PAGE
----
Spring bushings are one of my favorite performance upgrades available to the do-it-your-selfer. Why? Because a number of the common 4×4 steering problems (such as excessive play and wondering) can be blamed on these little rubber headaches.
As innocent as spring bushings appear to be, a worn out bushing allows the front or rear axle to walk around under normal driving conditions. So if you have a somewhat stock rig that doesn’t drive very well, our first suggestion is to change those puppies out.
Changing spring bushings sounds easy enough, just take the old ones out, and slide the new ones in…right? Wrong! Even though that about covers the procedure of changing spring bushings, your 25+ year old rig has a few surprises for you. Ones that turn an hour job into a weekend endeavor.
The first and longest step is to jack the rig up, remove the shackle and look the seemingly innocent old bushing in the face. Now try to remove it using any way possible. Now that you’ve convinced yourself that the bushing has somehow glued itself into the hanger, go get a MAP or Propane torch (these torches are available from Lowes or Home Depot, look by the copper pipe).
Next apply liberal amounts of flame to the bushing. Soon the bushing will catch on fire, but keep the heat on it. Things will get very stinky at this point. When the bushing starts to boil take a screwdriver and push it out of the hanger. Let the hanger cool.
Think your done? If so, try to push the new bushing into the cooled hanger. This is the hardest part of the bushing swap. Even though you probably can’t see it, there is a small metal sleeve inside the hanger…and you need to get it out before you can put the new bushing in. There are several ways to do this. The simplest is by using an ‘air hammer’ (these are available at most auto parts stores or in the tool area of a home improvement store).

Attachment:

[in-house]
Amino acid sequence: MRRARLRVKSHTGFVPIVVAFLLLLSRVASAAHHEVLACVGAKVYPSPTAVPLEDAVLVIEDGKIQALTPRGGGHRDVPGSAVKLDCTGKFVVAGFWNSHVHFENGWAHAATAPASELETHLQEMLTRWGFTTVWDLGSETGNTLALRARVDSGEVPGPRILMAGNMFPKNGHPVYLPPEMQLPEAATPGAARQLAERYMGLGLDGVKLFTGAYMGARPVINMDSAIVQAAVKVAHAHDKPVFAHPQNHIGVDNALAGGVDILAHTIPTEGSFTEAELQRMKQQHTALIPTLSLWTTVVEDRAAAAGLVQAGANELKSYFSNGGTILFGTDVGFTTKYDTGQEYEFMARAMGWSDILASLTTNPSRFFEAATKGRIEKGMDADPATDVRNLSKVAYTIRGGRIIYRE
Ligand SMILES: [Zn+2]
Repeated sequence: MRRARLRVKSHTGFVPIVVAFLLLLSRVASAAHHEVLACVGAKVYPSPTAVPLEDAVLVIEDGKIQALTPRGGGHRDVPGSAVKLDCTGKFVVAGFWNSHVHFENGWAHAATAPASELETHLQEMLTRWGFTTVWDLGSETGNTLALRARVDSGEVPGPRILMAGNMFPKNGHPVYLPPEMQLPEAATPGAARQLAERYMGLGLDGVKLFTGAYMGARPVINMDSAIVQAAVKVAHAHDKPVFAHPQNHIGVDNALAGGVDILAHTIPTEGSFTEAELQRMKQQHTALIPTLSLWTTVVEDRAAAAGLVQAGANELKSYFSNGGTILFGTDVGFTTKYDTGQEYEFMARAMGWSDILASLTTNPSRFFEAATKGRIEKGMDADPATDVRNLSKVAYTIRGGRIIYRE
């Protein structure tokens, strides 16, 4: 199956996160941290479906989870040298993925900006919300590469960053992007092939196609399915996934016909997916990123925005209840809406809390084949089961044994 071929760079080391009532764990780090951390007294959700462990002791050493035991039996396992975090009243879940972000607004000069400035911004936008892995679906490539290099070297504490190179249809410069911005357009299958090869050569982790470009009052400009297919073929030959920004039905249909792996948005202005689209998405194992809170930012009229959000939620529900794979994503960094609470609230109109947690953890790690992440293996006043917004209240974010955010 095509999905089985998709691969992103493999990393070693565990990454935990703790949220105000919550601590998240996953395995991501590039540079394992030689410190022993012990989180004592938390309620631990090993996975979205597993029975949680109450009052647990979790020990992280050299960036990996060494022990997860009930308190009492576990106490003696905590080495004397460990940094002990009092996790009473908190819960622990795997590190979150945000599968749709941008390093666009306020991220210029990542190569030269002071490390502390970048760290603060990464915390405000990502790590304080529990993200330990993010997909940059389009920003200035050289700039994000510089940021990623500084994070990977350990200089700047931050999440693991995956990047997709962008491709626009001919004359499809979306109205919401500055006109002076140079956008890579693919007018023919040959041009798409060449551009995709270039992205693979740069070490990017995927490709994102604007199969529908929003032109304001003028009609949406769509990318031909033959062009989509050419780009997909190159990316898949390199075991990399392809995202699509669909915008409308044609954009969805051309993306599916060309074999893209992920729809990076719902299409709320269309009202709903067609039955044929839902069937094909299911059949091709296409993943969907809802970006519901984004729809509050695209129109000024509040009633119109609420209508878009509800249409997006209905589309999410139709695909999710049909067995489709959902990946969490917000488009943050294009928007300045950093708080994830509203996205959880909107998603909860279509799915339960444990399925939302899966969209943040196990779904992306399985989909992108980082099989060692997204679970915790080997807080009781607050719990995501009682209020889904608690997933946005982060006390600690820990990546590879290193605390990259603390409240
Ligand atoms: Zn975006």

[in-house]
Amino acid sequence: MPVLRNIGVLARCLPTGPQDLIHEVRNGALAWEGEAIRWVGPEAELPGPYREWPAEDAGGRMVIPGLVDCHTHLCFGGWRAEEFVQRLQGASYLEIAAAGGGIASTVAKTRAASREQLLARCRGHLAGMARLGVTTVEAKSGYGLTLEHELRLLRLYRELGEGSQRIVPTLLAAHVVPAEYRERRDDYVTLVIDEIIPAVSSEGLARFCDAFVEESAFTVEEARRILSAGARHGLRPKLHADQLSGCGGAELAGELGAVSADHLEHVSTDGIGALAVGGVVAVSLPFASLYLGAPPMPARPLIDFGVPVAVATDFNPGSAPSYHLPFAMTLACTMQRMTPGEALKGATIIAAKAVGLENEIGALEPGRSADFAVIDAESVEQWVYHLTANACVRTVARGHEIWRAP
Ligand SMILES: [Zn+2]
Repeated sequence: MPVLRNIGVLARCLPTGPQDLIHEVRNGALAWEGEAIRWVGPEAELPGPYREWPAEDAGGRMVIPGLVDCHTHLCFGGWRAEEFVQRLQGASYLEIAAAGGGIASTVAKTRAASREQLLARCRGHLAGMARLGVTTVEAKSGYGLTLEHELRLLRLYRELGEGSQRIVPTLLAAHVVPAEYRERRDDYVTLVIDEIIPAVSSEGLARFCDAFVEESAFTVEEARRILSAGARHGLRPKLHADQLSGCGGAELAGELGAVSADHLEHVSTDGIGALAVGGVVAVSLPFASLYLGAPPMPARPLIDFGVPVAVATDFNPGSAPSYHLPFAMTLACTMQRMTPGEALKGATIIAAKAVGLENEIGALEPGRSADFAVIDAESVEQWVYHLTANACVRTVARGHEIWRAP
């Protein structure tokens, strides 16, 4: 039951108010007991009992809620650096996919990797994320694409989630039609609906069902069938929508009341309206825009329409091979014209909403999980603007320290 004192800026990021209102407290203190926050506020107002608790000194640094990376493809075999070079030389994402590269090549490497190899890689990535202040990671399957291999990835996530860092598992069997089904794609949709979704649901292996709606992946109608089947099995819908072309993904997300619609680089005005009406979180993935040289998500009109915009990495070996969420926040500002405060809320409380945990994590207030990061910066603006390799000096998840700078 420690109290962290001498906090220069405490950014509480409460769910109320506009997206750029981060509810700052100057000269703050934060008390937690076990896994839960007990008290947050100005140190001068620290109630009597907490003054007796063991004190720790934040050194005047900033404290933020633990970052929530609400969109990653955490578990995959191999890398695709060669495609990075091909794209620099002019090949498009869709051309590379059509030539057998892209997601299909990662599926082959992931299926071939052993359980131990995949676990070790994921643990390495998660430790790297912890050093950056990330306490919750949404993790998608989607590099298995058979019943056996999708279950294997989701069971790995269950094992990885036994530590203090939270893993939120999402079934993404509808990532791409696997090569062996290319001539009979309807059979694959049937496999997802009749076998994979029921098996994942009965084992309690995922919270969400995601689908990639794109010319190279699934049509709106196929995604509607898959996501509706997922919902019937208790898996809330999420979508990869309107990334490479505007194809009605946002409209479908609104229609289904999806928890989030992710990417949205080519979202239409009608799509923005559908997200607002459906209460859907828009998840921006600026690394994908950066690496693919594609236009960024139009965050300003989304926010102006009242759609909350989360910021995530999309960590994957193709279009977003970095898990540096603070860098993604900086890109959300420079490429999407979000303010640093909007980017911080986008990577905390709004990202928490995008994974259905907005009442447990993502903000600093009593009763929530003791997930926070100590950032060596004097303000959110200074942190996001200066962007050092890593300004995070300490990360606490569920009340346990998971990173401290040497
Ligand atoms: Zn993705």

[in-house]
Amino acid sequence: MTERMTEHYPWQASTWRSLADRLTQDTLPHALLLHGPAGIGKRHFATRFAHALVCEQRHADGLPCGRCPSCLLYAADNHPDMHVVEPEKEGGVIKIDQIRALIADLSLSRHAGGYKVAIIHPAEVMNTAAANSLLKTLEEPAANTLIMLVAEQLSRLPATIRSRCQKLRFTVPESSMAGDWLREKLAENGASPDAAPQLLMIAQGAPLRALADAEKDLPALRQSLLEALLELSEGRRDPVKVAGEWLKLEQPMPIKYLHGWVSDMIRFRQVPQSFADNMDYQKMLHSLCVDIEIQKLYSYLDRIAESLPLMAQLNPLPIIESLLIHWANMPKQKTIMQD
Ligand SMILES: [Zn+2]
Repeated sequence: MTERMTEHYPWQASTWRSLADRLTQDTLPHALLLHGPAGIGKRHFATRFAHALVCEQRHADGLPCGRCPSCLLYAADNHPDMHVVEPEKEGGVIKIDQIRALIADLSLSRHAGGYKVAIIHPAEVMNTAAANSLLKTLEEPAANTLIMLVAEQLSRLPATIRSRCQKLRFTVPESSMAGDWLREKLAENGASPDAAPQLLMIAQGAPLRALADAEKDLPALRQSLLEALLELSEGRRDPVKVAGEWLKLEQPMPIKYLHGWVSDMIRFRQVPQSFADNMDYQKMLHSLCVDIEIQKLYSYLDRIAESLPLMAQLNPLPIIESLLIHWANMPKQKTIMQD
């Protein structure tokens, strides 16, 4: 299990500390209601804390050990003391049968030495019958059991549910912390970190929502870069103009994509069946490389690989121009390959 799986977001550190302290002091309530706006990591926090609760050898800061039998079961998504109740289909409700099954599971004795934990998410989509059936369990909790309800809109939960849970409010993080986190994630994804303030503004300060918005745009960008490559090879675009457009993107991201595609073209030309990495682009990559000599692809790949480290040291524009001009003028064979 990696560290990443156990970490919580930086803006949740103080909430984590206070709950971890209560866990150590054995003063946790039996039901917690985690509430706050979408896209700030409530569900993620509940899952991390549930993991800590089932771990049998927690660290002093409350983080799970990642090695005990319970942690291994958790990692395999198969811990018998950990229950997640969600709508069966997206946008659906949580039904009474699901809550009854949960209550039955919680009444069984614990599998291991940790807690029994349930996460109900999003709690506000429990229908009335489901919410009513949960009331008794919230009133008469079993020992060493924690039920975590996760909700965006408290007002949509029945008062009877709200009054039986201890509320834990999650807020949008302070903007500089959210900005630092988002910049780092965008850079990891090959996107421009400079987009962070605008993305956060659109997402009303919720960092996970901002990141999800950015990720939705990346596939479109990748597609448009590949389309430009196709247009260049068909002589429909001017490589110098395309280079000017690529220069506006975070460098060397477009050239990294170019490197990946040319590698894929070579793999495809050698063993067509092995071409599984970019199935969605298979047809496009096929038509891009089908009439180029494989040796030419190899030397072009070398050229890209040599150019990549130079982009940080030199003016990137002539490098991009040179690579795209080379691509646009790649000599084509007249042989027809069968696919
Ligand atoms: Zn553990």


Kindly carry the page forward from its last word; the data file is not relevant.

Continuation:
With the air hammer at a 45 degree angle, start impacting the corner of the hanger. This will start deforming the sleeve, as well as start pushing it out. You may need to deform the sleeve a little to make the sleeve more visible. Once you find it’s corner, target it, and drive it out.
Once it’s out, your done. Simply install the new bushing and reassemble the spring/shackle connections.
- Replacing spring bushings is within the cap abilities of a novice.
- Following these instructions should take you about 5 minutes per spring bushings (once the shackle is removed).
- If you don’t have access to an ‘Air Hammer’ you have our condolences, however, a chisel and hammer can work as well, just takes a bit longer.
- Air tools are convenient, but be careful, don’t harm the spring hanger. If you do put some marks in the hanger, file them down before installing the new bushing
- Wear Safety Goggles! I can’t count how many people have gotten dirt and debris in their eyes while doing this simple procedure. Remember every scout has dirt caking the insides of the fender, so when you start banging on stuff, that caked-on dirt starts flying!
- Be certain that the guy in control of the torch can control himself. This is not the time to pretend the torch is a star-ship.
For more ways to keep your Scout on the road, see our ‘Tech Bytes’ section.
Remember: This and all other D and C Extreme “Tech Tips” are made possible by the sales of these and other products. So if you’re in the market for some spring bushings, or any other Scout part, please contact D and C Extreme at 719-510-5027!